J. Geophys. Res. 112, A10102, 2007 (correction)
© American Geophysical Union

Solar and Interplanetary Sources of Major Geomagnetic Storms (Dst <= −100 nT) in 1996−2004

J. Zhang
Dep. of Computational and Data Sciences, George Mason Univ., Fairfax, VA, USA

I.G. Richardson
NASA/GSFC, Greenbelt, MD, USA and
Dep. of Astronomy, Univ. Maryland, College Park, MD, USA

D.F. Webb
Inst. for Scientific Research, Boston College, Chestnut Hill, MA, USA

N. Gopalswamy
NASA/GSFC, Greenbelt, MD, USA

E. Huttunen
Space Science Laboratory, Univ. of California Berkeley, CA, USA

J.C. Kasper
Kavli Inst. for Astrophysics and Space Research, MIT, Cambridge, MA, USA

N.V. Nitta
Lockheed Martin Solar and Astrophysics Laboratory, Palo Alto, CA, USA

W. Poomvises
Dep. of Computational and Data Sciences, George Mason Univ., Fairfax, VA, USA

B.J. Thompson
NASA/GSFC, Greenbelt, MD, USA

C.-C. Wu
NASA/GSFC, Greenbelt, MD, and
Center for Space Plasma and Aeronomic Research, Univ. of Alabama, Huntsville, AL, USA

S. Yashiro
NASA/GSFC, Greenbelt, MD, and
Catholic University of America, Washington, DC, USA

A. Zhukov
Royal Observatory of Belgium, Brussels, Belgium, and
Skobeltsyn Institute of Nuclear Physics, Moscow State Univ., Moscow, Russia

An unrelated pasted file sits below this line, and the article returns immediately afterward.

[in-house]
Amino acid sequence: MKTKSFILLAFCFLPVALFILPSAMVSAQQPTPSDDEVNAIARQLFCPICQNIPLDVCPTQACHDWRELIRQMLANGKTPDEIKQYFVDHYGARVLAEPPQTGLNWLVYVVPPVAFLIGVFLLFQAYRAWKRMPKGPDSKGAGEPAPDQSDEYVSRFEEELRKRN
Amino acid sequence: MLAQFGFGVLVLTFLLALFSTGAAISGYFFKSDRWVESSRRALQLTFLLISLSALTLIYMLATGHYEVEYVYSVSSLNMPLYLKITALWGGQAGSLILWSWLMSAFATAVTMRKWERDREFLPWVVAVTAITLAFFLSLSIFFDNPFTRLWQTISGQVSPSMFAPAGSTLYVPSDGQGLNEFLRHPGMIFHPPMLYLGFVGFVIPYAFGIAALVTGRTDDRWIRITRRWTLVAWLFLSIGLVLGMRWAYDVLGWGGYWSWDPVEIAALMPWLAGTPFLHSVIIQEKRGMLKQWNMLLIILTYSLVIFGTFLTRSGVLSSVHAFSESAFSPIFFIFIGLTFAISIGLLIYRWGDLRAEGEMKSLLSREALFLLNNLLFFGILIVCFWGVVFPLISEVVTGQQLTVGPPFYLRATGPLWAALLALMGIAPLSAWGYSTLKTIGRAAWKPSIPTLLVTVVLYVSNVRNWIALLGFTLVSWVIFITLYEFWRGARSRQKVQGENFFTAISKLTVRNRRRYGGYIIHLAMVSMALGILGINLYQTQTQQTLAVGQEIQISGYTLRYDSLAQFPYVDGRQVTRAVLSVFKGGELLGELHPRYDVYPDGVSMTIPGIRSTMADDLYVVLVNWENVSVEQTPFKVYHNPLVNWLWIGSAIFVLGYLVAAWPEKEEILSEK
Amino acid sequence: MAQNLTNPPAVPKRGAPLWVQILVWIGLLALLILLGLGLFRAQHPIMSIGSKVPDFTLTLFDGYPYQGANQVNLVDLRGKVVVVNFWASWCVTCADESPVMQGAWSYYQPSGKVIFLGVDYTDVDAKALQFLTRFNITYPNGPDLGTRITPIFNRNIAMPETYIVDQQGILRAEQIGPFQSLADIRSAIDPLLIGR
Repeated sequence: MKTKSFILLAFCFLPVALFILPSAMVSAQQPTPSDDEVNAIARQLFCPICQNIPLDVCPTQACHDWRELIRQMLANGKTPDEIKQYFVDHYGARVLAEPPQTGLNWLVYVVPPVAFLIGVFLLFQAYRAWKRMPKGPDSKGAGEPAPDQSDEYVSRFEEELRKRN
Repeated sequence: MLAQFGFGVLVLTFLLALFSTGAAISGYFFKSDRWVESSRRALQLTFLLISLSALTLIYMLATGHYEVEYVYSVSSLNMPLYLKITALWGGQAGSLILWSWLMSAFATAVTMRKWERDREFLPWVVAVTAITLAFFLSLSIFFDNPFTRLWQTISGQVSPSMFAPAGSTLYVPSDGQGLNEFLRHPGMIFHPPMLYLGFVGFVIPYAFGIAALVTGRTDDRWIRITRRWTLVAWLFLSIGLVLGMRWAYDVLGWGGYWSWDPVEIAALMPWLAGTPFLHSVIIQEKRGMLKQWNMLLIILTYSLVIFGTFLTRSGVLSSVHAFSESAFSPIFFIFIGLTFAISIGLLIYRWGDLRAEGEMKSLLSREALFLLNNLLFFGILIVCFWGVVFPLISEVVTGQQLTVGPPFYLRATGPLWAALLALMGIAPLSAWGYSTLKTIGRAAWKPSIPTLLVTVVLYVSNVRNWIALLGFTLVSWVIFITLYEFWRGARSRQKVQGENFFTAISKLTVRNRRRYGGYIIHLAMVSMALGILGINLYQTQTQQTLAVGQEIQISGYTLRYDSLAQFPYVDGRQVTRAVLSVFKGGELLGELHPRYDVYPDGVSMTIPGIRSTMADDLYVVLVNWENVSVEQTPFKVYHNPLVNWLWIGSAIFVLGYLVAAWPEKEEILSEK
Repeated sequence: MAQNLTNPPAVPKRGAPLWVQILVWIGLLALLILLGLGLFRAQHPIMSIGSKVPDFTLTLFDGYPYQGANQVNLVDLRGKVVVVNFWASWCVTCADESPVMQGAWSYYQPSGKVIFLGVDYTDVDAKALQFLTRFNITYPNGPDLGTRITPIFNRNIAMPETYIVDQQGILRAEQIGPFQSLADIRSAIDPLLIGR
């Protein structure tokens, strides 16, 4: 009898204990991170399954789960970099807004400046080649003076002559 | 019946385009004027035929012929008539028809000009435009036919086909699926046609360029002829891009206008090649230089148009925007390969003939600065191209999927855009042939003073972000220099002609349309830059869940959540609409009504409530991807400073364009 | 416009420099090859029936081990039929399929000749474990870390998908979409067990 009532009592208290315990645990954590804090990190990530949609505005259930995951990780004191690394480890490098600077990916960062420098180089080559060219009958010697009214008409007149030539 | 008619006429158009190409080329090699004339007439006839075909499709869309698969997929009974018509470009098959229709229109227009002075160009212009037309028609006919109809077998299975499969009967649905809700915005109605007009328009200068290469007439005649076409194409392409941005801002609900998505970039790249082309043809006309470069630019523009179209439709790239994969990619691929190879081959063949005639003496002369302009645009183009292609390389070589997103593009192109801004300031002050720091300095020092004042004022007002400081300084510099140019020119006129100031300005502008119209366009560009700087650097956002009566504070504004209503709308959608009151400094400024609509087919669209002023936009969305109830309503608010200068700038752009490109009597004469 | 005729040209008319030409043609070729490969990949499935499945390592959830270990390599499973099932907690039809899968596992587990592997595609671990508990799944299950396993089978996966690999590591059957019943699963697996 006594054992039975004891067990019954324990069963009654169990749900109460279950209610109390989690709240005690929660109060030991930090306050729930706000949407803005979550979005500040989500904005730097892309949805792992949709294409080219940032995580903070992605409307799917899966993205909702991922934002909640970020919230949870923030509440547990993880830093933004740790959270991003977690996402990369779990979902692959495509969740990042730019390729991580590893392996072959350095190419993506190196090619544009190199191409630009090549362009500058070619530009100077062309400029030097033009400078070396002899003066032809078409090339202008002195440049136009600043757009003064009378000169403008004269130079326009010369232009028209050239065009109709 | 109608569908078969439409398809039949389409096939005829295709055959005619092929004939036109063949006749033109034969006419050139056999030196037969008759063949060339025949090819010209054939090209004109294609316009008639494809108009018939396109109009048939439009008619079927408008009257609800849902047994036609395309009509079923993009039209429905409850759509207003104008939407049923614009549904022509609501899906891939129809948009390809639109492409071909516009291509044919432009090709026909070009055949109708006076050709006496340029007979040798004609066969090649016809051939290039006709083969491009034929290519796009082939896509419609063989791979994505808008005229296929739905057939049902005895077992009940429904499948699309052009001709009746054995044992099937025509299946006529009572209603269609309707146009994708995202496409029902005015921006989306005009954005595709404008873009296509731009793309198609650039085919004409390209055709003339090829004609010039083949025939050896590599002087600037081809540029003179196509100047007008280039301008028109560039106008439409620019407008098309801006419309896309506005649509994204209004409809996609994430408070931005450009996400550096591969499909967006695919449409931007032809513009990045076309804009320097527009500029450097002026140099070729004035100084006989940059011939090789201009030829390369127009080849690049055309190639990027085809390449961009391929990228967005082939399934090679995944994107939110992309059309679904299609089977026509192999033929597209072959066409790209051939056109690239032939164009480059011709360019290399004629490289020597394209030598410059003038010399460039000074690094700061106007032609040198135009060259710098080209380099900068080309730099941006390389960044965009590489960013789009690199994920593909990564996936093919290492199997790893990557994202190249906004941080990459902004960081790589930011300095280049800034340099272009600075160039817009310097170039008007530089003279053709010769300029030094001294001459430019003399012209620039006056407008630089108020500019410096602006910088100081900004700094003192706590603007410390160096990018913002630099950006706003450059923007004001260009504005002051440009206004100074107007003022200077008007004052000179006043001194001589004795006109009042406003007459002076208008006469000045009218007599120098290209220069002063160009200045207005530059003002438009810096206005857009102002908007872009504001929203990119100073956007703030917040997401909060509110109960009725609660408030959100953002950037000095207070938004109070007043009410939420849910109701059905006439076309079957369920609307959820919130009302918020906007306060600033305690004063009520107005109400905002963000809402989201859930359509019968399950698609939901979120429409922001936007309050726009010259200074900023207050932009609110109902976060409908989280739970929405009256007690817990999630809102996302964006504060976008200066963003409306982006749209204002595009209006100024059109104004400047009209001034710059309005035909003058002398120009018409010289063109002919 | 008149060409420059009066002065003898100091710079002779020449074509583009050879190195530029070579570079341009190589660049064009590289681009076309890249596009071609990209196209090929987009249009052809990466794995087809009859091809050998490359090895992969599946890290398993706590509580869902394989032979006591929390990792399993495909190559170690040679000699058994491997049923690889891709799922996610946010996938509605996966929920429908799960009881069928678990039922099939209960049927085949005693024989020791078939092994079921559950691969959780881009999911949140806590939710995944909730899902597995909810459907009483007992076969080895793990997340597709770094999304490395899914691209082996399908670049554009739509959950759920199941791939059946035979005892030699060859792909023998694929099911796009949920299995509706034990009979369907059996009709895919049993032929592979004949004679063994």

We present the results of an investigation of the sequence of events from the Sun to the Earth that ultimately led to the 88 major geomagnetic storms (defined by minimum Dst <= −100 nT) that occurred during 1996−2005. The results are achieved through cooperative efforts that originated at the Living with a Star (LWS) Coordinated Data- Analysis Workshop (CDAW) held at George Mason University in March 2005. On the basis of careful examination of the complete array of solar and in situ solar wind observations, we have identified and characterized, for each major geomagnetic storm, the overall solar-interplanetary (solar-IP) source type, the time, velocity, and angular width of the source coronal mass ejection (CME), the type and heliographic location of the solar source region, the structure of the transient solar wind flow with the storm-driving component specified, the arrival time of shock/disturbance, and the start and ending times of the corresponding IP CME (ICME). The storm-driving component, which possesses a prolonged and enhanced southward magnetic field (Bs), may be an ICME, the sheath of shocked plasma (SH) upstream of an ICME, a corotating interaction region (CIR), or a combination of these structures. We classify the Solar-IP sources into three broad types: (1) S-type, in which the storm is associated with a single ICME and a single CME at the Sun; (2) M-type, in which the storm is associated with a complex solar wind flow produced by multiple interacting ICMEs arising from multiple halo CMEs launched from the Sun in a short period; (3) C-type, in which the storm is associated with a CIR formed at the leading edge of a high-speed stream originating from a solar coronal hole (CH). For the 88 major storms, the S-type, M-type, and C-type events number 53 (60%), 24 (27%), and 11 (13%), respectively. For the 85 events for which the surface source regions could be investigated, 54 (63%) of the storms originated in solar active regions, 11 (13%) in quiet Sun regions associated with quiescent filaments or filament channels, and 11 (13%) were associated with coronal holes. Remarkably, nine (11%) CME-driven events showed no sign of eruptive features on the surface or in the low corona (e.g., no flare, no coronal dimming, and no loop arcade, etc.), even though all the available solar observations in a suitable time period were carefully examined. Thus while it is generally true that a major geomagnetic storm is more likely to be driven by a frontside fast halo CME associated with a major flare, our study indicates a broad distribution of source properties. The implications of the results for space weather forecasting are briefly discussed.